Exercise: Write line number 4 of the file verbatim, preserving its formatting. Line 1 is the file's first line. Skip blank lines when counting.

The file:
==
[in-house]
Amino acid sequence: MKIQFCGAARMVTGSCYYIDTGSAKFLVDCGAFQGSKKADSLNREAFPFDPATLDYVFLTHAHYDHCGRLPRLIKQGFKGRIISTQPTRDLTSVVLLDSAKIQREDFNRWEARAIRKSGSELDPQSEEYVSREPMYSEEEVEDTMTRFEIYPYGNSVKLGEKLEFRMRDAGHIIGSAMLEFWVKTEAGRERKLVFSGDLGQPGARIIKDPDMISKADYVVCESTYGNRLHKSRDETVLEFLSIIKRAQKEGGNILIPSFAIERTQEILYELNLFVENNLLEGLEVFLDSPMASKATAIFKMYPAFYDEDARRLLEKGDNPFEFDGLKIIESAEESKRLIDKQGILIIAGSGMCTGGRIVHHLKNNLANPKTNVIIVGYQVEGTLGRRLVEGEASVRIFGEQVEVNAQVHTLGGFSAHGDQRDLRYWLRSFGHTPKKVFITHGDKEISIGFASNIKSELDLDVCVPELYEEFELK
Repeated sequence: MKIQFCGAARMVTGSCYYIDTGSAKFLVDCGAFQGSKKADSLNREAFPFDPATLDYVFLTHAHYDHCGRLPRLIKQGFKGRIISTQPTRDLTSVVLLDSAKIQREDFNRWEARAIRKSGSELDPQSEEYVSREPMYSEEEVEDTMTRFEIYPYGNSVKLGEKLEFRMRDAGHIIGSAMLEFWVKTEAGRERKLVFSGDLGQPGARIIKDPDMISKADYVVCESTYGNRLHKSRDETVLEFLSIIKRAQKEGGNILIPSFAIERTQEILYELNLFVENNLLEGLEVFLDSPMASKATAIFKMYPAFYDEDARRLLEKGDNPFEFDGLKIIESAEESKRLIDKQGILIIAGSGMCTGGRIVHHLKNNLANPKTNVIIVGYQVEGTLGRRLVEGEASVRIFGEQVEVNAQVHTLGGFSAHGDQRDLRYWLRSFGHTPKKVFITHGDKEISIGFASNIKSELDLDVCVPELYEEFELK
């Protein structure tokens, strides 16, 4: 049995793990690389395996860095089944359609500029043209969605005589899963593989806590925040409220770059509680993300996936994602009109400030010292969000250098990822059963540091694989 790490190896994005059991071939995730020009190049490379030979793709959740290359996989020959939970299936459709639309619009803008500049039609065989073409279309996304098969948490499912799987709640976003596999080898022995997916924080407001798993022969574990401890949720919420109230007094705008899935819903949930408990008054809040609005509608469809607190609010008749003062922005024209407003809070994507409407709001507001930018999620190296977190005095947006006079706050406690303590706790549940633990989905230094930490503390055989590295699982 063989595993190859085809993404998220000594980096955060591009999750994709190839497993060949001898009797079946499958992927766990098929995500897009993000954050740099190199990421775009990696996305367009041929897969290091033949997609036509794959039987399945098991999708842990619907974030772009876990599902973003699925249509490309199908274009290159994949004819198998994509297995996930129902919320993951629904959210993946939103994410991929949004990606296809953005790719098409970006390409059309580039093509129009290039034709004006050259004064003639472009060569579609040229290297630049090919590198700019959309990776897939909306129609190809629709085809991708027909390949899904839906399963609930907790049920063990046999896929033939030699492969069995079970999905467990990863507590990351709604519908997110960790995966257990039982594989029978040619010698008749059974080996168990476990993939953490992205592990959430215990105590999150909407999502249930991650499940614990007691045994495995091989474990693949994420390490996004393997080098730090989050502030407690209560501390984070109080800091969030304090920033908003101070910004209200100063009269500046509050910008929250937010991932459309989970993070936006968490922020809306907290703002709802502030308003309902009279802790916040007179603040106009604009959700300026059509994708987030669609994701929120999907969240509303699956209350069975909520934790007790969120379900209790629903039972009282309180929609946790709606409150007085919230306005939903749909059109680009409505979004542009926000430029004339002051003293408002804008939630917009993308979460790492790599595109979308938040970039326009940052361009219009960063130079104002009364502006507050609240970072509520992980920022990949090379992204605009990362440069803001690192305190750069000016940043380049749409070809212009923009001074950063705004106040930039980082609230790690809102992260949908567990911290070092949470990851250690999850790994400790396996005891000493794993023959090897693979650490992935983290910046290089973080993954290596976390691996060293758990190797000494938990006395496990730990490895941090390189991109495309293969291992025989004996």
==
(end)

């Protein structure tokens, strides 16, 4: 049995793990690389395996860095089944359609500029043209969605005589899963593989806590925040409220770059509680993300996936994602009109400030010292969000250098990822059963540091694989 790490190896994005059991071939995730020009190049490379030979793709959740290359996989020959939970299936459709639309619009803008500049039609065989073409279309996304098969948490499912799987709640976003596999080898022995997916924080407001798993022969574990401890949720919420109230007094705008899935819903949930408990008054809040609005509608469809607190609010008749003062922005024209407003809070994507409407709001507001930018999620190296977190005095947006006079706050406690303590706790549940633990989905230094930490503390055989590295699982 063989595993190859085809993404998220000594980096955060591009999750994709190839497993060949001898009797079946499958992927766990098929995500897009993000954050740099190199990421775009990696996305367009041929897969290091033949997609036509794959039987399945098991999708842990619907974030772009876990599902973003699925249509490309199908274009290159994949004819198998994509297995996930129902919320993951629904959210993946939103994410991929949004990606296809953005790719098409970006390409059309580039093509129009290039034709004006050259004064003639472009060569579609040229290297630049090919590198700019959309990776897939909306129609190809629709085809991708027909390949899904839906399963609930907790049920063990046999896929033939030699492969069995079970999905467990990863507590990351709604519908997110960790995966257990039982594989029978040619010698008749059974080996168990476990993939953490992205592990959430215990105590999150909407999502249930991650499940614990007691045994495995091989474990693949994420390490996004393997080098730090989050502030407690209560501390984070109080800091969030304090920033908003101070910004209200100063009269500046509050910008929250937010991932459309989970993070936006968490922020809306907290703002709802502030308003309902009279802790916040007179603040106009604009959700300026059509994708987030669609994701929120999907969240509303699956209350069975909520934790007790969120379900209790629903039972009282309180929609946790709606409150007085919230306005939903749909059109680009409505979004542009926000430029004339002051003293408002804008939630917009993308979460790492790599595109979308938040970039326009940052361009219009960063130079104002009364502006507050609240970072509520992980920022990949090379992204605009990362440069803001690192305190750069000016940043380049749409070809212009923009001074950063705004106040930039980082609230790690809102992260949908567990911290070092949470990851250690999850790994400790396996005891000493794993023959090897693979650490992935983290910046290089973080993954290596976390691996060293758990190797000494938990006395496990730990490895941090390189991109495309293969291992025989004996």